The complexities of filing taxes increase every year, prompting more people to turn to professional tax preparation services. You may even be planning to count yourself among these people if your personal financial situation has grown overly complicated.
Hiring a professional to file your taxes may be a good way to save time, but even that decision can be more intricate than many people realize. Your money and reputation are at stake, so the stakes are high.
The IRS urges all taxpayers to employ care and caution when choosing a tax professional, as these professionals will not relieve people of the legal responsibilities of their tax returns. There is no doubt that most professional tax preparers are honest people who provide excellent services to their clients, but there are still unscrupulous tax preparers out there who can cause their "clients" considerable legal and financial difficulties.
The IRS doesn't certify tax preparers, and the federal government does not require tax professionals to have any form of certification or education. Some states do require tax preparers to be licensed, but that is an industry that remains largely unregulated. In other words, most of the time you cannot be sure that the "professional" you have hired to file your taxes is qualified to do the job.
The IRS does license Enrolled Agents who must pass an exam and have continuing education to maintain their licenses. The Treasury Department authorizes these Enrolled Agents to represent taxpayers at all levels of an audit.
When you hire a tax preparer, verify whether they will be able to provide you with representation if the IRS audits your return. This is also a good opportunity to inquire about the preparer's audit rate.
The important thing is that you know precisely what you are paying for. Confirm that you are hiring someone who specializes in tax preparation (CPA is a designation indicating a qualified accountant who may or may not be a tax specialist).
Always investigate your preparer's credentials and/or the business for which he or she works. Don't be afraid to contact the Better Business Bureau to verify that the preparer and/or business does not have a questionable history.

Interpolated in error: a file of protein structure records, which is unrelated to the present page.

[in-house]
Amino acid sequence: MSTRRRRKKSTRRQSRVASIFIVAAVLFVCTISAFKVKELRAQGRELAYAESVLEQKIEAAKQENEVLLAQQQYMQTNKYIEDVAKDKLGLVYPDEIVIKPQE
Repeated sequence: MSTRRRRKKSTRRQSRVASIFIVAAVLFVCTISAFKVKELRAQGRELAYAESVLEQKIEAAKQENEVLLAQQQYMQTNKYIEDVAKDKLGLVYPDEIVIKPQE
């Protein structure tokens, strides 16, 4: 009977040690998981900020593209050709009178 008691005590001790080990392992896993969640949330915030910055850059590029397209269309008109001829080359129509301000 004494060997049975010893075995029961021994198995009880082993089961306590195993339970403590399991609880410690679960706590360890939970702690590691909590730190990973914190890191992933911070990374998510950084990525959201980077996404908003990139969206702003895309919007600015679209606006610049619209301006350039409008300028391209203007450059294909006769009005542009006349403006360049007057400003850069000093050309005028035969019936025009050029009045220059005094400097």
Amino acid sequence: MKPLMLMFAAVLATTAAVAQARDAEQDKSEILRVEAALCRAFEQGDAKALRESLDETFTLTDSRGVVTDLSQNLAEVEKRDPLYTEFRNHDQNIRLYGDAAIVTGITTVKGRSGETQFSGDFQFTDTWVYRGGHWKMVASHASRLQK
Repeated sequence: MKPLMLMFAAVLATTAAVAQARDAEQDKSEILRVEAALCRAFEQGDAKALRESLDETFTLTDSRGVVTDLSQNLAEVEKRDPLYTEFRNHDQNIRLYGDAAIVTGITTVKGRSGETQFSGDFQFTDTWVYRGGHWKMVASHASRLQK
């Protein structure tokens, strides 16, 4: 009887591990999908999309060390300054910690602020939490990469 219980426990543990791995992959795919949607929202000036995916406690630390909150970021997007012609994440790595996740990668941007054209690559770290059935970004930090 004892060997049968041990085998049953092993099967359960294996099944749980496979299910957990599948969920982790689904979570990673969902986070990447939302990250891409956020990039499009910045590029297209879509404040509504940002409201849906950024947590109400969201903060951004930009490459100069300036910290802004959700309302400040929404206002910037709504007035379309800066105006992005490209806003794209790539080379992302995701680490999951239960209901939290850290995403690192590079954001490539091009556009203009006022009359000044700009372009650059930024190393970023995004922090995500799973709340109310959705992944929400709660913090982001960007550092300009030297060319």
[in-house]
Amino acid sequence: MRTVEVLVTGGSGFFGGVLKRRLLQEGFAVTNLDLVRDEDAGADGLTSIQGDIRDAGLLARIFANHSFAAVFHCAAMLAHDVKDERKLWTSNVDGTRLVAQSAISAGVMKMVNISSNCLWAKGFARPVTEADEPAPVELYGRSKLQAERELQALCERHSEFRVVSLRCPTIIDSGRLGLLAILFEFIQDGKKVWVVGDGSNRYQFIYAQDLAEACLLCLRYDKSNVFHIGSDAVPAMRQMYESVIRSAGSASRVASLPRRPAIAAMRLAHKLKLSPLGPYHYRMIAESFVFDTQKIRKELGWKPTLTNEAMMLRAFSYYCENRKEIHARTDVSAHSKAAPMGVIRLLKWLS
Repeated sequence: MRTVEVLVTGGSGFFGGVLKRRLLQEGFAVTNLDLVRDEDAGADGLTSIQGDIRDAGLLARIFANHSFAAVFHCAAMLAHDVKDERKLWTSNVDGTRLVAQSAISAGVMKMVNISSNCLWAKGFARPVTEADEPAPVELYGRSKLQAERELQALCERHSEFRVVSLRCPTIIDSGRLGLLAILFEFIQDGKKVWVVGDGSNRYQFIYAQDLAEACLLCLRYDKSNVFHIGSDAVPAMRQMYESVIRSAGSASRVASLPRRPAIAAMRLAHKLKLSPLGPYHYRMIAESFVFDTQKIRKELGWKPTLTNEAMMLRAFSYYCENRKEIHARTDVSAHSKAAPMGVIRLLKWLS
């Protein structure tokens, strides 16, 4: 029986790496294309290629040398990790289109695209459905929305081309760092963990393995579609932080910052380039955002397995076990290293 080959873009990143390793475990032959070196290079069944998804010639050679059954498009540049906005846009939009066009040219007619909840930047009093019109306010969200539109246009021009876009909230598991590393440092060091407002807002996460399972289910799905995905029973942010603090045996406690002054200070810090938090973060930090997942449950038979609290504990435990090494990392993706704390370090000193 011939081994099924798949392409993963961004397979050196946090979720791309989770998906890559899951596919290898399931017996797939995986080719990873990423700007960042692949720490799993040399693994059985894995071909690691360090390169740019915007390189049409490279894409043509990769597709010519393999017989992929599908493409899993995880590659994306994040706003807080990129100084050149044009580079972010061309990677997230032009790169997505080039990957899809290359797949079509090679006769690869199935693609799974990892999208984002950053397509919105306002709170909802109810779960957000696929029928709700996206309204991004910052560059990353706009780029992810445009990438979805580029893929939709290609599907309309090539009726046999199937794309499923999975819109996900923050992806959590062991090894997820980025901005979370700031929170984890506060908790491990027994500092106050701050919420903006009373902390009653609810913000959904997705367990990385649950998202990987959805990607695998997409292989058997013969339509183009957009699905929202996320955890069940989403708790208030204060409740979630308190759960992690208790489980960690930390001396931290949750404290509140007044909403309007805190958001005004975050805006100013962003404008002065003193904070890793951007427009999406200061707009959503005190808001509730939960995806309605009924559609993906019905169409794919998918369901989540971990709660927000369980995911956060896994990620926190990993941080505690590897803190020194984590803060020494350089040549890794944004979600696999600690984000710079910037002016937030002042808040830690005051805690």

You can also contact the board of accountancy for CPAs or the bar association for attorneys in your state to further inspect the preparer's professional record.
Qualities of a legitimate and reputable tax preparer include:
- Affiliation with an organization that requires continuing tax education
- A preparation fee based on the complexity of your return
- A willingness to answer all of your questions
- Availability beyond the preparation and filing of your tax return
- Familiarity with all of the states in which you must file
- Familiarity with any special circumstances that may apply to you
- A willingness to include an itemization of all judgment calls with your copy of the return
-A willingness to provide an in-person review of the refund with the preparer.
Warning signs that may indicate a disreputable tax preparer include:
- Claims that they can obtain larger refunds than their competitors;
- Guarantees of a refund up front;
- A request that you sign a blank form;
- Tax preparers who are unwilling to sign a return (this is known as "ghost" preparation).
It is very important that you thoroughly discuss your financial situation with your tax preparer. Once you are confident that your tax professional is competent, reputable, respected and suited to your needs, you can hire with confidence and put your mind at ease.